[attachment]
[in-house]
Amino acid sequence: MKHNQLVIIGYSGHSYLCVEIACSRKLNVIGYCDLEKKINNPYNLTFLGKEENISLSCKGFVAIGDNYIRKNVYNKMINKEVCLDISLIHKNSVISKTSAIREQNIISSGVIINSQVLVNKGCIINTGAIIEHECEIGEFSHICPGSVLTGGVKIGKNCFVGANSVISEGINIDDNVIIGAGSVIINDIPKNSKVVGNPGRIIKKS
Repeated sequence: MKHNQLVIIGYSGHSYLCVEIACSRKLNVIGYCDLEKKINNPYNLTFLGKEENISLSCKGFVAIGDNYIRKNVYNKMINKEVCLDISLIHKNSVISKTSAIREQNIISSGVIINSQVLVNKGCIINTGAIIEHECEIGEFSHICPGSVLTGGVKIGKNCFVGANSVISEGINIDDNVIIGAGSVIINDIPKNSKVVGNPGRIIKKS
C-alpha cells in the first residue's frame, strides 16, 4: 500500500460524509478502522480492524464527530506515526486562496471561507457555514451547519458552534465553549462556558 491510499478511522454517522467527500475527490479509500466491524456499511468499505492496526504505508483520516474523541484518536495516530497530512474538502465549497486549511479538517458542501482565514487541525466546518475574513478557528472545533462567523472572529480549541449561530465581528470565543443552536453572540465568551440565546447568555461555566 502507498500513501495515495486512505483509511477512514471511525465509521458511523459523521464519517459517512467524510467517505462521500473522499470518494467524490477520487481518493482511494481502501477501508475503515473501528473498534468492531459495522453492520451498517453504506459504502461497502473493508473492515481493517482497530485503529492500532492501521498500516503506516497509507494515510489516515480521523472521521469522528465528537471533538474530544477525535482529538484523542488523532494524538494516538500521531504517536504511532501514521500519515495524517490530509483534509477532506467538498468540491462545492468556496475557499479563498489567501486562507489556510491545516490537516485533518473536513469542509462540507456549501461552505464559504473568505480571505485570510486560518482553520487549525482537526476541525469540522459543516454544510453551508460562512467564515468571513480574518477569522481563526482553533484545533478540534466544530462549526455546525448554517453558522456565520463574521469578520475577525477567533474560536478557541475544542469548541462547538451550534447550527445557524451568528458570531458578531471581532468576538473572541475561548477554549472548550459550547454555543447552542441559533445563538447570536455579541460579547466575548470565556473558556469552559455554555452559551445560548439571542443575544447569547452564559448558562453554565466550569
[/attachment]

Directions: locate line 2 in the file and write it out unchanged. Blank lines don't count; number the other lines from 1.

Amino acid sequence: MKHNQLVIIGYSGHSYLCVEIACSRKLNVIGYCDLEKKINNPYNLTFLGKEENISLSCKGFVAIGDNYIRKNVYNKMINKEVCLDISLIHKNSVISKTSAIREQNIISSGVIINSQVLVNKGCIINTGAIIEHECEIGEFSHICPGSVLTGGVKIGKNCFVGANSVISEGINIDDNVIIGAGSVIINDIPKNSKVVGNPGRIIKKS